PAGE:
Wow! Radical idea here. You might be asking, "You sure, guys? You're telling me I want Money magazine talking DOWN my stocks, saying they're due for a huge fall?"
You better believe it. Money and Barron's are two of the biggest contrary indicators going. While neither may survive in print form over the next two decades (another radical thought, since they're at the top of the totem pole in their competitive fields), it would be a true shame from a Rule Breaking investor's standpoint if these two august voiceboxes were ever silenced.
You see, if you can find a company that is truly the top dog and first-mover in an important, emerging industry, with a sustainable advantage, excellent past price appreciation, strong management and good backing, and a distinctive (even, dynamite) brand, and then you see that SOME BLOKE AT MONEY MAGAZINE IS CALLING IT OVERVALUED?!!! This is gold.
Here's why: If everyone already liked your stock, they'd already own it. Who would come along and buy the thing, pushing the price up? Good question.
But consider what happens when major media entities run blaring headlines about how some stock is overvalued, or (in Money's case this month), that the Foolish Four doesn't work. What happens is that their readers -- and those they influence -- get scared off. They stay away. If they own the thing already, they often sell.
Now, if you're right about the company -- if it is a great company -- as it executes successfully and grows, these skeptics will eventually be converted into believers. Guess how they show that belief! They buy the stock. That's the way stock prices rise. Thus, this sixth attribute, which seems to be so radical and contrary, is as commonsensical as anything on offer here at The Motley Fool.
Truly, our best investments have been those that have been flamed, flamed MERCILESSLY, relentlessly, often thoughtlessly, by the major media. We hunger for criticism of our holdings. Talk 'em down, Barron's. Not only do we thank you for it -- we even need you to.
There you have a simple -- and, I hope, relatively concise -- restatement of the Rule Breaker attributes.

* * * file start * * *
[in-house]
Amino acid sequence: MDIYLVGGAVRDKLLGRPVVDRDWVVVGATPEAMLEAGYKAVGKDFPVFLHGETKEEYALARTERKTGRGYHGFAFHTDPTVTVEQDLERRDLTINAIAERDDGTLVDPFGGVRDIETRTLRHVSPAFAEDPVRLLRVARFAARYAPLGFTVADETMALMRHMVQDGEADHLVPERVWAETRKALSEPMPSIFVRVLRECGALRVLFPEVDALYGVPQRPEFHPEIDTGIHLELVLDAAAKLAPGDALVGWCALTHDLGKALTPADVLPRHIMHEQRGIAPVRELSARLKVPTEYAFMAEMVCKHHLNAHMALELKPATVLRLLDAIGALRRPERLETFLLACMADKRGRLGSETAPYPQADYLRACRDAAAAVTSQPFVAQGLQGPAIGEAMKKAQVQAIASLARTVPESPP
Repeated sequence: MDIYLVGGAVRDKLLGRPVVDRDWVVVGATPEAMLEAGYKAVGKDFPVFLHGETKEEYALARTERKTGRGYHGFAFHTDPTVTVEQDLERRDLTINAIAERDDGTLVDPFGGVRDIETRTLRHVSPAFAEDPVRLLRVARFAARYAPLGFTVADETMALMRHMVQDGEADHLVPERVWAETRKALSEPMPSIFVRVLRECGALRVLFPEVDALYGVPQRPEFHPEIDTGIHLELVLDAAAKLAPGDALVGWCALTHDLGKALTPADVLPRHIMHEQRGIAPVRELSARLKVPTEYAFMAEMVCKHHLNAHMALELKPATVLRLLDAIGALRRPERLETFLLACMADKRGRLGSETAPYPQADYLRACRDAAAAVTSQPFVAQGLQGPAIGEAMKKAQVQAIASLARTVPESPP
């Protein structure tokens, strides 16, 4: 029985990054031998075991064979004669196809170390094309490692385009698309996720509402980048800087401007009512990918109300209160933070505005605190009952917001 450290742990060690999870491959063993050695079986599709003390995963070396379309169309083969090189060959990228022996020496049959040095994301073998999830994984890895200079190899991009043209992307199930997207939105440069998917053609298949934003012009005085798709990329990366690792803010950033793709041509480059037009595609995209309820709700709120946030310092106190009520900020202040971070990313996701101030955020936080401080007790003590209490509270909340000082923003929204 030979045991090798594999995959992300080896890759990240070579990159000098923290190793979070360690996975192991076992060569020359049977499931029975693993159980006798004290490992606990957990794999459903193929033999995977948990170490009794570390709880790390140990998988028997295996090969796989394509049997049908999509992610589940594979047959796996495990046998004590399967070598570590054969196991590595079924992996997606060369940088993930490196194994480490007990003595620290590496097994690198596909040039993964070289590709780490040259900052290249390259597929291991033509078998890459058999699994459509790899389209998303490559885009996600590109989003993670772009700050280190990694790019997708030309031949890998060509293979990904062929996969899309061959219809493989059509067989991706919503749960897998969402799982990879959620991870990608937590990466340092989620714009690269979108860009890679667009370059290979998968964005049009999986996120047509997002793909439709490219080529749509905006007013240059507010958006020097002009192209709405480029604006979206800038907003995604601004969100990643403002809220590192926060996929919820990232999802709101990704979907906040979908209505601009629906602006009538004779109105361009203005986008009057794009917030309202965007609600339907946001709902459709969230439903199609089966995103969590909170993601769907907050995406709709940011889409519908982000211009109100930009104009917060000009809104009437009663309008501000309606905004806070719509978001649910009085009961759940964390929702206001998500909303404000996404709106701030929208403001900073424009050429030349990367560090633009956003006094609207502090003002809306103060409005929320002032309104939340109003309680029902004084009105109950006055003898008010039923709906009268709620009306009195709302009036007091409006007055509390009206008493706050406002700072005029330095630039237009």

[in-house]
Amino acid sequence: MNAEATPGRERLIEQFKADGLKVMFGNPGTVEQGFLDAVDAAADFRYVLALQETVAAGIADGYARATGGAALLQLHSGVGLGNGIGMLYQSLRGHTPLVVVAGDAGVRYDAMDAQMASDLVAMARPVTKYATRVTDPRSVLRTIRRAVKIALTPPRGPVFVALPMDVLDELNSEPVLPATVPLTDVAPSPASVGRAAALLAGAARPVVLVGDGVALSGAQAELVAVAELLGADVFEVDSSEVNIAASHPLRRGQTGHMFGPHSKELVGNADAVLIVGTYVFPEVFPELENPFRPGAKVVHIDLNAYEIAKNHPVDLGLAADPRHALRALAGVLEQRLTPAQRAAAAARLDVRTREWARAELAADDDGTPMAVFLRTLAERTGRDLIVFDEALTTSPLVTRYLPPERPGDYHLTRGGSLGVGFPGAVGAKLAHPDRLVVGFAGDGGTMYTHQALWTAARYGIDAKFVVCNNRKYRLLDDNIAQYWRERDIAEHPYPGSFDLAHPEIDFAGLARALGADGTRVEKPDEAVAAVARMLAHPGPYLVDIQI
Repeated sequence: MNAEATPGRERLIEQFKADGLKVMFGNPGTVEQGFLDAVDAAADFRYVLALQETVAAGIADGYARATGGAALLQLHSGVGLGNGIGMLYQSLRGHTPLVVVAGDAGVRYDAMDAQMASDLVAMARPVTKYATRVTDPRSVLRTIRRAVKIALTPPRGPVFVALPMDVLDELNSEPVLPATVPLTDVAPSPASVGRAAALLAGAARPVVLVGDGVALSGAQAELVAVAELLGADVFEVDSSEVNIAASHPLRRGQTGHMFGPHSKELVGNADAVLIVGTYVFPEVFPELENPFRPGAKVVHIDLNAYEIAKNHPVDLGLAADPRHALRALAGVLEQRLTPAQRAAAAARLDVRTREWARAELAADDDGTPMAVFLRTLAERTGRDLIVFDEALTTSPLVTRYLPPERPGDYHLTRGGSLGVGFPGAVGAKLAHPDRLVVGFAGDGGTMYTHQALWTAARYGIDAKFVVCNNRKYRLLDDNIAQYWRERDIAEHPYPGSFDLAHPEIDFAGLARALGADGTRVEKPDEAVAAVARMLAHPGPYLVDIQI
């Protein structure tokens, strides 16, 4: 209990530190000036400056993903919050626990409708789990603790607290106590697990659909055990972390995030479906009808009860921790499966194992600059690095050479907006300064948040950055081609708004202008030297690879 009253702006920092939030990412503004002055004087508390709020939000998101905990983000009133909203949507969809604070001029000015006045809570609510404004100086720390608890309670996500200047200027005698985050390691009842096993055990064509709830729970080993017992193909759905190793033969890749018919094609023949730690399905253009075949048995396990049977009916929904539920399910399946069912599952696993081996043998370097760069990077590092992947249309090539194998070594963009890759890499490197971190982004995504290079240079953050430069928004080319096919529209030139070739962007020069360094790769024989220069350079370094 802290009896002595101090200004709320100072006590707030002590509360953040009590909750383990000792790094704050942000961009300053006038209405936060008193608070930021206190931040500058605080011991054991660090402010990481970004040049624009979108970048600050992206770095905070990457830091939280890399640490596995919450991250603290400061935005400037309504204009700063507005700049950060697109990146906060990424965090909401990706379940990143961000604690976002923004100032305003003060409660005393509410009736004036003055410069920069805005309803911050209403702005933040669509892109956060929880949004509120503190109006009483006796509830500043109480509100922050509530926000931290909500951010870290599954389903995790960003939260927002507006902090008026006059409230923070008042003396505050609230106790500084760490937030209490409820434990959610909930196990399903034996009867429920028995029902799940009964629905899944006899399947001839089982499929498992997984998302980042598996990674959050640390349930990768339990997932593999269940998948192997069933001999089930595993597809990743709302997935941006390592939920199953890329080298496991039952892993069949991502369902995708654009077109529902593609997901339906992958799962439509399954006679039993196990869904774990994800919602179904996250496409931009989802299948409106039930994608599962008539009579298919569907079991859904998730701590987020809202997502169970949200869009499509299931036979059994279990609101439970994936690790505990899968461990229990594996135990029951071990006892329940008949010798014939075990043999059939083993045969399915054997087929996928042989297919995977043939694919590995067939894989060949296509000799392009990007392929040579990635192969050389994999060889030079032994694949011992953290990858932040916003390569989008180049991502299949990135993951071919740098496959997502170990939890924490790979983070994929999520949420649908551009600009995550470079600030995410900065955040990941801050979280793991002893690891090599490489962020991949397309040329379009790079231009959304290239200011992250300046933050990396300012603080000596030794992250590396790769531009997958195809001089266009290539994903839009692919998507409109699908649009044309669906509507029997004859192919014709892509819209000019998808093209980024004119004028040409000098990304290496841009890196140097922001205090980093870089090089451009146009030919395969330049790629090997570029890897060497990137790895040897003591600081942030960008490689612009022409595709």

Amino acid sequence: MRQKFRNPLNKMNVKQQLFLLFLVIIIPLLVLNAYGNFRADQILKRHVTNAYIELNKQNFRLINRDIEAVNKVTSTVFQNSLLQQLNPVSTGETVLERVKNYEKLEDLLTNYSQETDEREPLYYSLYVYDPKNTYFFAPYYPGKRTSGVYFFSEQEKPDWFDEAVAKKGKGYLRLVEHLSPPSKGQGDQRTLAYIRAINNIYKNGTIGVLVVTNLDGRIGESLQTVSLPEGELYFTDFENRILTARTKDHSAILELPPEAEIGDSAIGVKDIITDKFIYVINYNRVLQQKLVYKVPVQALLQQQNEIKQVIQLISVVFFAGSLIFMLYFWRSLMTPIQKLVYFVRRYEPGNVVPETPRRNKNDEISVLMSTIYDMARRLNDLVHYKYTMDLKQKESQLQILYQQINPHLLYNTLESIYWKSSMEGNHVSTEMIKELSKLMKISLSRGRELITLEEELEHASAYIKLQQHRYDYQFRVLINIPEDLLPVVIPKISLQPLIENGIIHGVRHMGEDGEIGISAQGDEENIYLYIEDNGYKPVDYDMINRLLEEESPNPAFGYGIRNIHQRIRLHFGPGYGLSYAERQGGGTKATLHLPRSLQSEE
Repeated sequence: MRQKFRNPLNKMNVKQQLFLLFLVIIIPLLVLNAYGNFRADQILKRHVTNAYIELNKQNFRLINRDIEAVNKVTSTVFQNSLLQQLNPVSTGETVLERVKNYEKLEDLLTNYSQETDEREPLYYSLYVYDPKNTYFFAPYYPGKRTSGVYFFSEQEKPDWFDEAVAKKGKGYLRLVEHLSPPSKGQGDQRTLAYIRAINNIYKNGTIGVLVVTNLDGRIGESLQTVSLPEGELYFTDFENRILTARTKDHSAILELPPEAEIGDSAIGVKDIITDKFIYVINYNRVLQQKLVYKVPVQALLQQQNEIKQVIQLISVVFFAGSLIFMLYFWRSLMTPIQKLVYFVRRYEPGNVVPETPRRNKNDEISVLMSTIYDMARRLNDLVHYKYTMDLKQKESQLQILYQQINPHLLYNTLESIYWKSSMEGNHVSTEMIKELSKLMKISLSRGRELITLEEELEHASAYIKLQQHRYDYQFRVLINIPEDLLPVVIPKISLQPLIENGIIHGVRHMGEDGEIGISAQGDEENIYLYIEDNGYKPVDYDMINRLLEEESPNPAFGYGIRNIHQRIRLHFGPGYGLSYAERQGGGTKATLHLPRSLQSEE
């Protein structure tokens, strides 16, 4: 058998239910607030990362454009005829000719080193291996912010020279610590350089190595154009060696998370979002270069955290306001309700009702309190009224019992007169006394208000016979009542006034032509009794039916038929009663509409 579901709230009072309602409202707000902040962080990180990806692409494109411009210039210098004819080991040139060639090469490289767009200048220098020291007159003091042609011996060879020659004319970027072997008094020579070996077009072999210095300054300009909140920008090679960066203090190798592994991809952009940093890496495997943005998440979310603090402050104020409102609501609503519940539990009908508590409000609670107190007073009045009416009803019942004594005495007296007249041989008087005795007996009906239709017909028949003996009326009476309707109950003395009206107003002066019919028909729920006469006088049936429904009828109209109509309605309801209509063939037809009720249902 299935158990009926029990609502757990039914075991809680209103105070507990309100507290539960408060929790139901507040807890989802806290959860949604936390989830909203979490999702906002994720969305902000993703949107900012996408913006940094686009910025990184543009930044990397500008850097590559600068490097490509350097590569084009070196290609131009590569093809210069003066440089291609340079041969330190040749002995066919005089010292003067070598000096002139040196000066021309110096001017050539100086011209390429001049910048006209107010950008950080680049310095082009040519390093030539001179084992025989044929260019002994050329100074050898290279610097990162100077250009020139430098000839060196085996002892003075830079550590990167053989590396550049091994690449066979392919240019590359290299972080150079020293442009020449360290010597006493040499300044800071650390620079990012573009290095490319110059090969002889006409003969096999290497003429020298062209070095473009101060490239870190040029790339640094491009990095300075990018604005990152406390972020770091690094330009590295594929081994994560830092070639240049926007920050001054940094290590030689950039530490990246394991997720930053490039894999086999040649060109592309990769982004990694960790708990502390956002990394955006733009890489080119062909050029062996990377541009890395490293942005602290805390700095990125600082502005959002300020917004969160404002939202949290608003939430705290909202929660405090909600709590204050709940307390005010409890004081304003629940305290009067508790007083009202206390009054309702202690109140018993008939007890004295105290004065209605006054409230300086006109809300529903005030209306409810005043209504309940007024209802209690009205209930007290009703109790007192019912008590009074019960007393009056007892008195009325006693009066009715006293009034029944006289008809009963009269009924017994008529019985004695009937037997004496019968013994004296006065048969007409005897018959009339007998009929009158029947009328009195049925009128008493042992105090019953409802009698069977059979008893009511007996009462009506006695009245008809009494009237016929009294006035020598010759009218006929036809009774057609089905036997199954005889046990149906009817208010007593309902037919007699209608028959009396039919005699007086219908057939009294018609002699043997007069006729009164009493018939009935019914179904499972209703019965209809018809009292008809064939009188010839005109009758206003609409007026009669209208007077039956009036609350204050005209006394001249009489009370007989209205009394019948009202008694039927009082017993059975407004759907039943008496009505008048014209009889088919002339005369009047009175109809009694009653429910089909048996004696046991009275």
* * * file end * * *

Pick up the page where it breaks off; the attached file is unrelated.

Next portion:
Please remember that in the end, what I think is a Rule Breaker is not necessarily right -- YOU may be defining some attributes differently, and come away with your own unique list. The nature of this work is stockpicking as an art form. What I mean by that is that Rule Breaker investors are creators. We must create a company's future in our minds to the best extent that we can, visualizing where it is going and what its profits might be. We are not scientifically analyzing past data. We are projecting forward what sorts of strides we can see our youthful upstart make in the big, wide world. Most of our work is subjective.
These things are not attractive, or even possible, for some people. Probably, many people. We're under no illusions here in RuleBreakerLand that our form of investing is for mass consumption. We are speaking to those who prize risk, who think long term, who don't flinch when their shares drop 40%, and who already have a crystal clear understanding of index funds, the Foolish Four, and Rule Making investing. Rule Breaking investing is the most aggressive form of equity investing on offer here in Fooldom. You can do wonderfully well as an investor without ever owning a single Breaker.
We do own 'em, though, and we report on some of them below.
David Gardner, July 22, 1999
Amazon.com (Nasdaq: AMZN) declined 14% following second quarter results that held few surprises. The Fool chomped on the news this afternoon in the Fool Plate Special. The Rule Breaker take: the river has not reversed course. It continues to flow as planned. CEO Jeff Bezos recommitted to heavy investment in order to make Amazon the be-all and end-all of online retailing. The company will invest heartily in distribution in order to meet both rising demand and increased product offerings. All logical. Meanwhile, the quarter's loss met expectations.